Ordinal numbers are amongst the first set of number skills that I teach at the beginning of each year. They are numbers that describe an object’s place and thankfully students tend to catch on this concept fairly quickly. I love incorporating multiple ways to engage my kiddos and read alouds, skill practice, and daily review help ensure that they are working with these skills each day and work towards mastery.
Here’s how I introduce ordinal numbers with my students!
Bringing reading into the fold is one of my favorite ways to introduce a new skill. These are a few of my favorite storybooks that help students recognize that ordinal numbers are found all over the place. I also love a reason to read a good book with my kids! Plus, Pinterest has a million ideas on how to incorporate these books into large and small group math activities.
Do you have any books that you love to teach ordinal numbers?
Large Group Instruction
I always use these manipulative cards as a means to introduce ordinal numbers. I love that I can use these cards in multiple ways afterwards, too! Typically I place these cards on the board and ask my kids what they notice about them. They’ll give answers that range from, “They’re in a line” or they’ll notice some kind of pattern (which is another way you can use these character cards!).
From there I lead them into a discussion about how when placed in a line each character card holds a specific place. Beginning with the line leader in first place and so on until I (or the class) labels each place. This way they are exposed to the word and numerical form that ordinal numbers can be recorded.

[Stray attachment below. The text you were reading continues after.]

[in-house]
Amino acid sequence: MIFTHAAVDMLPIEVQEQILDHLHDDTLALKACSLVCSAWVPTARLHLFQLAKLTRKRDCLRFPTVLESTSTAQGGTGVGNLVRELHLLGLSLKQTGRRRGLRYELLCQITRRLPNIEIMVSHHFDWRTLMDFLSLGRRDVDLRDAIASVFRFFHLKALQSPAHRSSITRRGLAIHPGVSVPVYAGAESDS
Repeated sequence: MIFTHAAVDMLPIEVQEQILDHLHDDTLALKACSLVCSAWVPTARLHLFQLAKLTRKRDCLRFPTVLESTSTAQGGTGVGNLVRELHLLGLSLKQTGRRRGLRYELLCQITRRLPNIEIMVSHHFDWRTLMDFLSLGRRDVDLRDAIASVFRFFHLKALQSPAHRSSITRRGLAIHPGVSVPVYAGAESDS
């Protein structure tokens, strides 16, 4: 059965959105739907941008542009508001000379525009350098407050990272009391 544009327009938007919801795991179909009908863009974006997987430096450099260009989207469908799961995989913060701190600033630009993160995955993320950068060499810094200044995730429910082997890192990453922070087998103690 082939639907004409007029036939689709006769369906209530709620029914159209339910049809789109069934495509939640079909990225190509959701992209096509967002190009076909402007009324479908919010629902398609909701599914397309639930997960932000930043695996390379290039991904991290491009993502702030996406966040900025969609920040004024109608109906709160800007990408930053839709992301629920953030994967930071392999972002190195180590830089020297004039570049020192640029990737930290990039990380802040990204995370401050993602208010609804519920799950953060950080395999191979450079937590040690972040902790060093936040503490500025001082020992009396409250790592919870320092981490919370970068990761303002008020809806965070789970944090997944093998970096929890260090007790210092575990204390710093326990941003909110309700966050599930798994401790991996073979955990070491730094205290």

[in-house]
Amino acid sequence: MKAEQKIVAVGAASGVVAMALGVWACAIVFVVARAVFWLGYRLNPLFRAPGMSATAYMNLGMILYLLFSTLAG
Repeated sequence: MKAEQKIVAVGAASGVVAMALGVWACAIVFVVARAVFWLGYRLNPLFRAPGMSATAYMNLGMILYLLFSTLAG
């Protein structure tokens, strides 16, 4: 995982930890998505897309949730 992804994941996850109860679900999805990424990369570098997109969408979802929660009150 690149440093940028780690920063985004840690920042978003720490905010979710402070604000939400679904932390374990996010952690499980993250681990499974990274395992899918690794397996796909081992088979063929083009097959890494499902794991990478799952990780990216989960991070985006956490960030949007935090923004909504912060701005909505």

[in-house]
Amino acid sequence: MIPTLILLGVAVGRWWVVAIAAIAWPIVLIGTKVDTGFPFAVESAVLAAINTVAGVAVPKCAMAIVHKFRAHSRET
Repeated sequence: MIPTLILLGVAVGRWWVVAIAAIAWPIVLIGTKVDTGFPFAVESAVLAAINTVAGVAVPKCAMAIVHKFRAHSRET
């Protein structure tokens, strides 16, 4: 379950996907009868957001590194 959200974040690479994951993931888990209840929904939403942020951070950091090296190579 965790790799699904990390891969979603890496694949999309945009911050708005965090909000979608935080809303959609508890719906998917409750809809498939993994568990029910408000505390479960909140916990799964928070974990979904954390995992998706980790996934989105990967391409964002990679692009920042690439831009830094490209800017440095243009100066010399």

We’re going on a number hunt!
I love using scavenger hunts in my classroom whether it’s in a reading or math center. Getting kids up and moving (quietly) around the room keeps them engaged and completely immersed in their learning all throughout center time.
I simply print both the word and numerical form cards, laminate, then hide them all around the room. Then, during center time students use the recording sheet to locate each card and write the ordinal number on their sheet. This demonstrates that they recognize and can write each form of the ordinal number. This center is perfect for the entire week and, again, can be reused throughout the year or in small groups for remedial practice.
Because who doesn’t like a poster?
I love providing my students with resources displayed in the classroom. It teaches them that the answers, or at the very least a little help, can be found right in front of them! These ordinal number cards can be placed anywhere around your room and be used yearlong.
This year I’ve added the circular floor cards that I laminate and tape to the floor where my students line up. Instead of using electrical tape as a marker, I use these dots to mark the place for each child. That way there is a time for daily skill practice for each child to recognize ordinal numbers in everyday life AND it doubles as classroom management. ;)
A small group or center activity that is a popular one are these ordinal number cards and clothespins. Each clothespin has the matching word form written on them and students must clip them to the correlating numerical form on each card. This is just another way students can independently practice recognizing and matching ordinal numbers.
Another tool I love using are these Do-A-Dot paints and they make these number hunts a lot of fun. I have ordinal numbers 1-10 and students must highlight both the numerical and word form found on the page. This activity can easily be independent practice, review, or even an activity for students who finish an assignment early!
Getting hands-on with our learning!
Using both unifix cubes and those wooden shapes, students select 10 and line them up. Then they use that to help answer and demonstrate their understanding of ordinal numbers!
I love using these resources during my ordinal numbers unit because it allows my kids to discover, engage, understand what ordinal numbers are and how we use them in everyday life.
How do you introduce and teach ordinal numbers in your classroom? What is your favorite tool or resource?